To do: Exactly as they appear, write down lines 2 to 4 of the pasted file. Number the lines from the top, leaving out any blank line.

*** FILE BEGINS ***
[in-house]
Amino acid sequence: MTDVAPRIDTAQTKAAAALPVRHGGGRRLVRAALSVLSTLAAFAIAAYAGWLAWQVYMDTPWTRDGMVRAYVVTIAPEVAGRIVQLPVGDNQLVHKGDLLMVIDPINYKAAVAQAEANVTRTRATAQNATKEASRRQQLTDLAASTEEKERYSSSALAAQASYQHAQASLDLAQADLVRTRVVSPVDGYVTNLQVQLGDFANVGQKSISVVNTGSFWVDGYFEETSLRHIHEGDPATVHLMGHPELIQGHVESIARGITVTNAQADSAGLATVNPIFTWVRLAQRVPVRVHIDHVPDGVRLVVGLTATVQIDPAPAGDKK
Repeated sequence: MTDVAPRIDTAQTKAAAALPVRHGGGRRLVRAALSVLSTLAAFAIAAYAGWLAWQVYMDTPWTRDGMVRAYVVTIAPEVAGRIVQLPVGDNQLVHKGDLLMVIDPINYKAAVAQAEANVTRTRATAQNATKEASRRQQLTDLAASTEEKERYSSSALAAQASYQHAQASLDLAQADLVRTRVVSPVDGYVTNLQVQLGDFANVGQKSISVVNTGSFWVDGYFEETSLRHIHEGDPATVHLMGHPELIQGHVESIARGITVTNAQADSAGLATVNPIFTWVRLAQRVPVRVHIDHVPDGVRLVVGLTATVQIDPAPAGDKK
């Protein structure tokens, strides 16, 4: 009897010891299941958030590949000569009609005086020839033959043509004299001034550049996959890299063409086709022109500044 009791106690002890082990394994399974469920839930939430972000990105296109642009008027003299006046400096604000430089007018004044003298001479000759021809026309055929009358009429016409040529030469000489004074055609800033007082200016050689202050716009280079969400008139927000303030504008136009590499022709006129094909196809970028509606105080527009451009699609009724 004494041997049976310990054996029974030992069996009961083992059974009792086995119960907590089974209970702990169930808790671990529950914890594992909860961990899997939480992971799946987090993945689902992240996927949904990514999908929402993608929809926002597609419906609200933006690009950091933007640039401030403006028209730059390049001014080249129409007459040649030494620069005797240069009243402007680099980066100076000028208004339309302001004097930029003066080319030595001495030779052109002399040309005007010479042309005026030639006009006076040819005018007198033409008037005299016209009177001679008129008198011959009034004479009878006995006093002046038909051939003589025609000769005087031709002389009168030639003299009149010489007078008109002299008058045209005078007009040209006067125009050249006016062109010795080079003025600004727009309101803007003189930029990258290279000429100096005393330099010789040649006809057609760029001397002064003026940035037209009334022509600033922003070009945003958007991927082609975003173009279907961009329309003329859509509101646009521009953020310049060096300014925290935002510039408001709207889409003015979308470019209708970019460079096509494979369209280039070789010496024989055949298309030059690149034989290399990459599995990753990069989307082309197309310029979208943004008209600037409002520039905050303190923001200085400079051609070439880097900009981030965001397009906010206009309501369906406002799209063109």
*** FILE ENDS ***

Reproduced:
Amino acid sequence: MTDVAPRIDTAQTKAAAALPVRHGGGRRLVRAALSVLSTLAAFAIAAYAGWLAWQVYMDTPWTRDGMVRAYVVTIAPEVAGRIVQLPVGDNQLVHKGDLLMVIDPINYKAAVAQAEANVTRTRATAQNATKEASRRQQLTDLAASTEEKERYSSSALAAQASYQHAQASLDLAQADLVRTRVVSPVDGYVTNLQVQLGDFANVGQKSISVVNTGSFWVDGYFEETSLRHIHEGDPATVHLMGHPELIQGHVESIARGITVTNAQADSAGLATVNPIFTWVRLAQRVPVRVHIDHVPDGVRLVVGLTATVQIDPAPAGDKK
Repeated sequence: MTDVAPRIDTAQTKAAAALPVRHGGGRRLVRAALSVLSTLAAFAIAAYAGWLAWQVYMDTPWTRDGMVRAYVVTIAPEVAGRIVQLPVGDNQLVHKGDLLMVIDPINYKAAVAQAEANVTRTRATAQNATKEASRRQQLTDLAASTEEKERYSSSALAAQASYQHAQASLDLAQADLVRTRVVSPVDGYVTNLQVQLGDFANVGQKSISVVNTGSFWVDGYFEETSLRHIHEGDPATVHLMGHPELIQGHVESIARGITVTNAQADSAGLATVNPIFTWVRLAQRVPVRVHIDHVPDGVRLVVGLTATVQIDPAPAGDKK
């Protein structure tokens, strides 16, 4: 009897010891299941958030590949000569009609005086020839033959043509004299001034550049996959890299063409086709022109500044 009791106690002890082990394994399974469920839930939430972000990105296109642009008027003299006046400096604000430089007018004044003298001479000759021809026309055929009358009429016409040529030469000489004074055609800033007082200016050689202050716009280079969400008139927000303030504008136009590499022709006129094909196809970028509606105080527009451009699609009724 004494041997049976310990054996029974030992069996009961083992059974009792086995119960907590089974209970702990169930808790671990529950914890594992909860961990899997939480992971799946987090993945689902992240996927949904990514999908929402993608929809926002597609419906609200933006690009950091933007640039401030403006028209730059390049001014080249129409007459040649030494620069005797240069009243402007680099980066100076000028208004339309302001004097930029003066080319030595001495030779052109002399040309005007010479042309005026030639006009006076040819005018007198033409008037005299016209009177001679008129008198011959009034004479009878006995006093002046038909051939003589025609000769005087031709002389009168030639003299009149010489007078008109002299008058045209005078007009040209006067125009050249006016062109010795080079003025600004727009309101803007003189930029990258290279000429100096005393330099010789040649006809057609760029001397002064003026940035037209009334022509600033922003070009945003958007991927082609975003173009279907961009329309003329859509509101646009521009953020310049060096300014925290935002510039408001709207889409003015979308470019209708970019460079096509494979369209280039070789010496024989055949298309030059690149034989290399990459599995990753990069989307082309197309310029979208943004008209600037409002520039905050303190923001200085400079051609070439880097900009981030965001397009906010206009309501369906406002799209063109």